Bird of Prey

Bird of Prey!
(Click for large version)

"This ship can't fight them. This ship can't even fly."

Polaris Ultima — New Minnesota. The Federation's most distant colony. A nearly-frozen world far above the galactic disc, it's truly on the frontier. Life here is harsh and unforgiving, but rewarding and worthwhile.
Lucas Davenport is the chief of law enforcement on the planet, but there's almost no need. With enough room and resources for everyone, there's no reason to fight. And with only ten thousand people, there's almost no law to break. He spends most of his time restoring an antique Klingon Bird of Prey that crashed on the planet a century before. It's a weird hobby, but it gives him something to do.
But when the colony is attacked — the enemy and their motives unknown — Lucas's hobby becomes the colony's only hope. But there's no backup, and no hope of reinforcements. What can one small spaceship do against an alien armada?
Quite a bit, actually. When the Klingons built the ship, they built it sleek and they built it tough. And they built it for war.

Star Trek Frontiers: Stand-alone adventures exploring previously unknown places in the Star Trek universe. Forget the rules. Embrace the new.

April 1, 2017


Star Trek is a registered trademark of CBS studios, although given all the other companies working on it, there's probably an "it's complicated" in there somewhere. The Klingon Bird of Prey on the cover (and the planet in the background) were directly taken from the video game Star Trek Online, from Cryptic studios. The typeface used for the "Bird of Prey" part of the front text is the classic Star Trek typeface designed for the original series (although the rest of the text is not Trek-related). The combadge behind the top text is the special "Future" variant as seen in "All Good Things" (TNG) and "The Visitor" (DS9). I'm not claiming ownership of any of those things because that'd be ridiculous. Repurposing them for this limited and no-money-made-whatsoever use falls under both fair use and protected speech. I'll even take it down if someone decides to issue a DMCA notice, but, again, this is totally legitimate on my part.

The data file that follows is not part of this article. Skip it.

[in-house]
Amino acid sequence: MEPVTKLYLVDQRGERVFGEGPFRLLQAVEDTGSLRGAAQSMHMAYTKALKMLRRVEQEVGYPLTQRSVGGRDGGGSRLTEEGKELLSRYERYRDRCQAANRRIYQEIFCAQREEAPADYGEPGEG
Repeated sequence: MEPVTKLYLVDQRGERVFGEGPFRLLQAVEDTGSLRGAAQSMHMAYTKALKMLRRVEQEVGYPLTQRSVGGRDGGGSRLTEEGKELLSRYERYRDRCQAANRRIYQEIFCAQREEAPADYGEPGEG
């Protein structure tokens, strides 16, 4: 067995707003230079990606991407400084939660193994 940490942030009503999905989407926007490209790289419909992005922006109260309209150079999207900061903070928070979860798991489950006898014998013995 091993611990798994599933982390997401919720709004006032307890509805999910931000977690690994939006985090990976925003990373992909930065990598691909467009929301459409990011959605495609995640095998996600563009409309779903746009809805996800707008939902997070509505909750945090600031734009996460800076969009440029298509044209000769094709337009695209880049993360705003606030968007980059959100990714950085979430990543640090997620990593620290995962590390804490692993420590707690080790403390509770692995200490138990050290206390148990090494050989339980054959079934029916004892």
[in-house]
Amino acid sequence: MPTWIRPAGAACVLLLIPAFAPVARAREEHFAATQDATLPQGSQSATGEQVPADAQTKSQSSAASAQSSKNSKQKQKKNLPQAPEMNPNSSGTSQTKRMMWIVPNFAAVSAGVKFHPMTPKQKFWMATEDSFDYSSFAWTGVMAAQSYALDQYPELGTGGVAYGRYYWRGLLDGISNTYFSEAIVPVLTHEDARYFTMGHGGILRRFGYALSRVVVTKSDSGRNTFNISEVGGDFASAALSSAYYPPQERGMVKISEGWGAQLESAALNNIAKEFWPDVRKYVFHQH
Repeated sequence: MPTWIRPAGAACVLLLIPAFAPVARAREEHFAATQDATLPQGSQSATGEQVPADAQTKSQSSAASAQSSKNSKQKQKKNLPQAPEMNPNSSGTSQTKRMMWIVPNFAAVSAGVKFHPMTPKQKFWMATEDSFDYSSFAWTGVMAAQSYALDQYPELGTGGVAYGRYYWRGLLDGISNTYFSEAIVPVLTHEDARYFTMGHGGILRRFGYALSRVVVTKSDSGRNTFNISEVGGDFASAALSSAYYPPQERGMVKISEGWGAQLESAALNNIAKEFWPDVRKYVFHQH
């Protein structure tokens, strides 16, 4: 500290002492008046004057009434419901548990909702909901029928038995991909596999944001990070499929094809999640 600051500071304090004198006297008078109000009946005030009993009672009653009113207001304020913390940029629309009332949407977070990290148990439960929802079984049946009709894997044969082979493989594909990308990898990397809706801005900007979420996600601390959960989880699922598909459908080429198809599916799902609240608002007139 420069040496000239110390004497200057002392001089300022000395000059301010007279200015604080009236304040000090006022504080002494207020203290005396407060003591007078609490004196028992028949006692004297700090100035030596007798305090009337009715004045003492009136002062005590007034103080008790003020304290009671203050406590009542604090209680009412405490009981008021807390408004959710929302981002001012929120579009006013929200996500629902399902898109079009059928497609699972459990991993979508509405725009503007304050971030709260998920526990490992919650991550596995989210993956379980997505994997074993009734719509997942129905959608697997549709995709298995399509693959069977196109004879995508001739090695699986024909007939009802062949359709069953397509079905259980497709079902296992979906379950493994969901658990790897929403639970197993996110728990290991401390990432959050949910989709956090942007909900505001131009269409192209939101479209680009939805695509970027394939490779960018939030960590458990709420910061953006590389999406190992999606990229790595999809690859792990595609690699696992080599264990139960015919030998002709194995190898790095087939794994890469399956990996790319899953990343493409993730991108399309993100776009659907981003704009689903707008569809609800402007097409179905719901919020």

Explaining the Joke Ruins the Joke
by Roswell Camp

One of the titles that keeps coming up again and again in reader suggestions is "Bird of Prey" or "Birds of Prey" [1]. There's no indication that Putnam is ever going to use one of those titles [2], so I figured I'd grab one. But which?
Well, "Bird of Prey" would probably have to deal with Star Trek somehow. There's a starship that literally has that name [3]. The synopsis practically writes itself [4].
Meanwhile, "Birds of Prey" is the name of an ongoing DC comic book featuring several of the Gotham city superheroines. It was also a short-lived television series with a similar premise [5].
Both were tempting, but I've been a Star Trek fan since I was five years old [6]. It was really no contest between the two of them. Star Trek it was.
Now, Star Trek has always had problems with people not knowing what to do with the property, or how to write the characters, or how to keep things consistent. Gene Roddenberry himself had a very casual relationship with "everything should be consistent" in that he didn't seem to care. Stardates came and went in seemingly random orders. Agencies changed names or gained new ones. Plot points directly contradicted other plot points. It's become a game amongst Star Trek fans to force the inconsistencies to make sense [7].
And for every fan who is annoyed with the way the series seems to (at times) be randomly flailing around, there's a fan who has a solution. And all the solutions are different.